Refined crystal structure of a superoxide dismutase from the hyperthermophilic archaeon Sulfolobus acidocaldarius at 2.2 A resolution.Knapp, S., Kardinahl, S., Hellgren, N., Tibbelin, G., Schafer, G., Ladenstein, R.
(1999) J.Mol.Biol. 285: 689-702
- PubMed: 9878438
- DOI: 10.1006/jmbi.1998.2344
- PubMed Abstract:
The extremely thermostable superoxide dismutase from the hyperthermophilic archaeon Sulfolobus acidocaldarius was crystallized and the three-dimensional structure was determined by X-ray diffraction methods. The enzyme crystallized in the monoclinic ...
The extremely thermostable superoxide dismutase from the hyperthermophilic archaeon Sulfolobus acidocaldarius was crystallized and the three-dimensional structure was determined by X-ray diffraction methods. The enzyme crystallized in the monoclinic spacegroup C2 with the cell dimensions a=168.1 A, b=91.3 A, c=85.7 A, beta=91.4 degrees. The diffraction limit of these crystals was 2.2 A. The crystals were very stable in the X-ray beam and measured diffraction data of a single crystal had a completeness of 99.5 % up to a resolution of 2.2 A. The crystal structure of S. acidocaldarius superoxide dismutase was solved by Patterson search methods using a dimer of Thermus thermophilus superoxide dismutase as a search model. The asymmetric unit accommodates three dimers. Two dimers form a tetramer by using only local symmetries; the third dimer forms a tetramer as well, however, by using the crystallographic 2-fold symmetry. The three-dimensional structure of the S. acidocaldarius dismutase has typical features of tetrameric dismutases. Secondary structure elements as well as residues important for the catalytic activity of the enzyme were found to be highly conserved. The model was refined at a resolution of 2.2 A and yielded a crystallographic R-value of 17.4 % (Rfree=22.3 %). A structural comparison of the two extremely stable tetrameric dismutases from S. acidocaldarius and Aquifex pyrophilus with the less stable enzyme from T. thermophilus and Mycoplasma tuberculosis revealed the structural determinants which are probably responsible for the high intrinsic stability of S. acidocaldarius dismutase. The most obvious factor which may give rise to the extraordinary thermal stability of S. acidocaldarius dismutase (melting temperature of about 125 degreesC) is the increase in intersubunit ion pairs and hydrogen bonds and, more importantly, the significant reduction of solvent-accessible hydrophobic surfaces, as well as an increase in the percentage of buried hydrophobic residues.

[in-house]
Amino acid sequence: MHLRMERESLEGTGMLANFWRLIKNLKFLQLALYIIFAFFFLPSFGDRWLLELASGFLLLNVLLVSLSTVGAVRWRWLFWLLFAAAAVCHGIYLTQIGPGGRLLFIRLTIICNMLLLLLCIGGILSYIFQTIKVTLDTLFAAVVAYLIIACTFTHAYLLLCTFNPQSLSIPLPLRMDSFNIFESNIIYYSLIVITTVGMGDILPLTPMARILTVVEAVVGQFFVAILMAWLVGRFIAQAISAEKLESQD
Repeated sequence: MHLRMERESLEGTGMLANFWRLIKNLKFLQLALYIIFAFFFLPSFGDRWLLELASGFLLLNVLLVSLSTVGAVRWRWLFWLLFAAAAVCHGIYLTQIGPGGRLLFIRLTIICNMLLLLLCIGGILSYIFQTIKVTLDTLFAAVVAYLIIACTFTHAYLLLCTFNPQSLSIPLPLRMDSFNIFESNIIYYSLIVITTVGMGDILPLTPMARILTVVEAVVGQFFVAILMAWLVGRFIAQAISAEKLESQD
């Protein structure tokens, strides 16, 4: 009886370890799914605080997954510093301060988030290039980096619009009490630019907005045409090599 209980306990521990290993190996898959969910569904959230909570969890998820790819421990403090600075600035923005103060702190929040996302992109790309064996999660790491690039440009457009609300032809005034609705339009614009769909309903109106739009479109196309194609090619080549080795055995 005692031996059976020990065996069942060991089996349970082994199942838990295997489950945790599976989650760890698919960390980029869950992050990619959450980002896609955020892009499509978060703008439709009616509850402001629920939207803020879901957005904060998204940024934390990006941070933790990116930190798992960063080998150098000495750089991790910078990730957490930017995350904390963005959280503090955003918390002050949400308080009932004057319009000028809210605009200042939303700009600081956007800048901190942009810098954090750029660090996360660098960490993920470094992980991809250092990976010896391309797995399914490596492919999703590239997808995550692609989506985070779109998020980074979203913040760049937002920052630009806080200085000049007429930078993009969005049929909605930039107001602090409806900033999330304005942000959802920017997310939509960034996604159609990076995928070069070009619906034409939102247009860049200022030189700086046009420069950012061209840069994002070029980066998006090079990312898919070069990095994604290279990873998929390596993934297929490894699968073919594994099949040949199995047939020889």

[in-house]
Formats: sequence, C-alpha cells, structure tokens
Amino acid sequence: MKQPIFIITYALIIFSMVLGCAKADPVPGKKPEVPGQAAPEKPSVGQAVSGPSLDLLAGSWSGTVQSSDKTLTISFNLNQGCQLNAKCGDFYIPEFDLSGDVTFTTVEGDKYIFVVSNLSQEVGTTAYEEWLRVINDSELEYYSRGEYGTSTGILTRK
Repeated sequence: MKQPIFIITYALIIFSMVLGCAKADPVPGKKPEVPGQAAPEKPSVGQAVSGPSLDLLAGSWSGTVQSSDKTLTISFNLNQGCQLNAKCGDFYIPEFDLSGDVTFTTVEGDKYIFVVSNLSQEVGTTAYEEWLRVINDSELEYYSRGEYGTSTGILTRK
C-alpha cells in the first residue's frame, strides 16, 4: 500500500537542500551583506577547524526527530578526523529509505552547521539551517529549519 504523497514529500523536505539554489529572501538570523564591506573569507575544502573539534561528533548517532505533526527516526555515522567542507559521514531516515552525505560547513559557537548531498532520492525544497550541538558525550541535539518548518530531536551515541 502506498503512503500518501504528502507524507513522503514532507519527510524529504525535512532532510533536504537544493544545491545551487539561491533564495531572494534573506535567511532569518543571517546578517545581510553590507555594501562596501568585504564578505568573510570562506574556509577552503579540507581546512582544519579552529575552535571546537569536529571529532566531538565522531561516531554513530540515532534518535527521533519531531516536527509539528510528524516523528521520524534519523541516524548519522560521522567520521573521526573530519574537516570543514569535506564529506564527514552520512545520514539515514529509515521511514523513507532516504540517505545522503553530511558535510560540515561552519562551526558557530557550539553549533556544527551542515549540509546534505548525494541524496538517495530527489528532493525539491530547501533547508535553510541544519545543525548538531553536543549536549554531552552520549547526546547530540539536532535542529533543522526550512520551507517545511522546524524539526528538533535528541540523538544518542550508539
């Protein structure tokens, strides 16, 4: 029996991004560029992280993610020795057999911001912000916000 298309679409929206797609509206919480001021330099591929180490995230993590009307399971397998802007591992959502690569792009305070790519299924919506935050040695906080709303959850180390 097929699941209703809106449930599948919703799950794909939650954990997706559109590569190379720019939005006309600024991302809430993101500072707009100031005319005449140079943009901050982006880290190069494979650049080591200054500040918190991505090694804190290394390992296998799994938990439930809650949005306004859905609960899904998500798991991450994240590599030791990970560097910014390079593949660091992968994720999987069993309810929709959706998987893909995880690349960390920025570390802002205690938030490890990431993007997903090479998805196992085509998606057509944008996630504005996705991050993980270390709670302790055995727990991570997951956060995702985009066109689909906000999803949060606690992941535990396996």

NOVUM, Centre for Structural Biochemistry (CSB), Karolinska Institute, Huddinge, S-14157, Sweden.